Interview: Baroness’ John Baizley discusses the “unexpected” tone of their third album

March 30, 2012 by Annie Zaleski

Interview: Baroness’ John Baizley discusses the “unexpected” tone of their third album

Metal demigods Baroness are so prepared for their third album—which they’re recording with producer John Congleton, who helmed 2009’s Blue Record—that frontman John Baizley knew exactly in what direction the band were going months ago. In fact, they tracked bass and drums for the album last November in Hoboken, New Jersey, right before Baizley gave AP the scoop on what to expect from their new full-length.

Why did you guys decide to go back and work with John Congleton again?
Doing the last record [with him], we [developed] an awesome personal relationship. He and I keep in touch. I pretty much love the sound of every record he does; he’s a wonderful engineer and producer. I think of him is as someone who doesn’t really pay any attention whatsoever to the order-of-the-day production techniques—he’s the guy who’s just trying to put out records that sound good regardless of the time period. What we’re trying to do is work with somebody who’s not going to make our record sound dated in 10 years. He’s a good friend, got a great ear, and he’s worked with the band before, so I think one of the most important things with this session is that we didn’t have to meet anybody to get tracking. We just showed up at the studio and it was like we hadn’t skipped a beat since we saw him last two years ago. We got straight down to business.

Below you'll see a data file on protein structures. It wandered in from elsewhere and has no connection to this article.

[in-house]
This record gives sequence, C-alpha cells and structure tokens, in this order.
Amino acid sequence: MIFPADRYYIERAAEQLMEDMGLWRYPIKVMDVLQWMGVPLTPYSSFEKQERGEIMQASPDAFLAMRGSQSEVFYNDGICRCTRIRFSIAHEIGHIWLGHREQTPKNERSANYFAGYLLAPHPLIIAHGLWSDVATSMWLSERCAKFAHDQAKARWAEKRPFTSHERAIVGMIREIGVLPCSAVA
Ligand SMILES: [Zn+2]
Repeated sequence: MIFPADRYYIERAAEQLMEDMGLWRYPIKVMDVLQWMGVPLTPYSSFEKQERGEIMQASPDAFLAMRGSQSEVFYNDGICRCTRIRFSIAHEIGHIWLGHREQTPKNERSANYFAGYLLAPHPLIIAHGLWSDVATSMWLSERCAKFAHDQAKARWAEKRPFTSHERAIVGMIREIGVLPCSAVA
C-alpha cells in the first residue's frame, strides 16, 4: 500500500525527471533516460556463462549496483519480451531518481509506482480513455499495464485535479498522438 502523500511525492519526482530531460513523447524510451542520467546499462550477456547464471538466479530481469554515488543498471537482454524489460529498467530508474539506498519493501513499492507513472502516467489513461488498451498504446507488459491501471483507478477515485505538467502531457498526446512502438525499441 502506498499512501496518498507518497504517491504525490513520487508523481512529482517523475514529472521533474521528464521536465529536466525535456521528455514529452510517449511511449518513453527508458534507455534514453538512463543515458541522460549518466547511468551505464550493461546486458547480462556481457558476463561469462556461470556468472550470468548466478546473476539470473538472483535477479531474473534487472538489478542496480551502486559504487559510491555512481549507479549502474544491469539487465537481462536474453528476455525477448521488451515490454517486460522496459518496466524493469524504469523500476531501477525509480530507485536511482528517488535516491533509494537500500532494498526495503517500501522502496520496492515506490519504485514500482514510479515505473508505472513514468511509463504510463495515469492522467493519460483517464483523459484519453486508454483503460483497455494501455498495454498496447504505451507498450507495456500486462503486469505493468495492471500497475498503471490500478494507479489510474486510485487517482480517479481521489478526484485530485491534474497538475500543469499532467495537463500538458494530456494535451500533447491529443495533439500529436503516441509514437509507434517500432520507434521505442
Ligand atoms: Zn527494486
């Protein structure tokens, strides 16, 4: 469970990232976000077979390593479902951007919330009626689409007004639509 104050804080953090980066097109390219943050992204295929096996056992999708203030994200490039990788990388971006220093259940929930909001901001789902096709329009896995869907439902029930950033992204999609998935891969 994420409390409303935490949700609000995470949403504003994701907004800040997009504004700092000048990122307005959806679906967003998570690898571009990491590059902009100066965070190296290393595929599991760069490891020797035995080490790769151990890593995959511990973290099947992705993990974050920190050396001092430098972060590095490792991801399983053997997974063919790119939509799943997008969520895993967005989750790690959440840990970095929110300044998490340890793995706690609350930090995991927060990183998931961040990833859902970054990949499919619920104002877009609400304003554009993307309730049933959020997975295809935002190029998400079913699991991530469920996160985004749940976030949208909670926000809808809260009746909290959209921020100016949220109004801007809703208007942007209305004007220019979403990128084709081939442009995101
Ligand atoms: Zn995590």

That’s so nice. I’ve talked to bands before where the producer tryout process is rough.
Yeah, there are guys that are heavy handed, guys that trust the band implicitly; there’s all sorts of studio m.o.’s that the producers have. John just works with us. We basically show up with records written, he engineers them, we assess the music, and he weighs in on important, over-arching things and gets involved in some of the composition. But, really, I think he’s got a fairly unique sound—one that works really well with our band.

The thing I love about his records is there’s not one of them that sound like anybody else’s record. He’s definitely got this sonic imprint that doesn’t color the music the music you’ve written. It doesn’t change the way we play or the way we write or record—he just sort of harnesses the energy we’ve got. It doesn’t do that contemporary hard rock/metal thing that I, frankly, hate. He definitely was being inventive during recording, mixing, post-production—all that stuff. For a band like us, adrift in an ocean of “heavy” bands, the thing any band is looking for is something to set them apart so you’ve got your own voice speaking. He helps bring that out.

How would you describe the material you’ve been working on? How does it fit in with the rest of your catalog?
I demoed all the songs [last] year when I was writing them. I can say with complete confidence that the record is different. I think it’s been part of our process since day one that we buck repetition in our songwriting and in everything else—that we’re constantly giving ourselves some work to do, lest we fall back and sit on whatever laurels we’ve earned at this point.

What we did at the very beginning was talk about what we wanted to do. It was an absolutely unanimous decision within the band to push our sound outwards a little bit. The record’s going to be really reactive—whether it’s positive or negative, [anybody who hears it is] definitely going to have a reaction to it. We tried to do different things. We tried to improve and clarify some of our songwriting.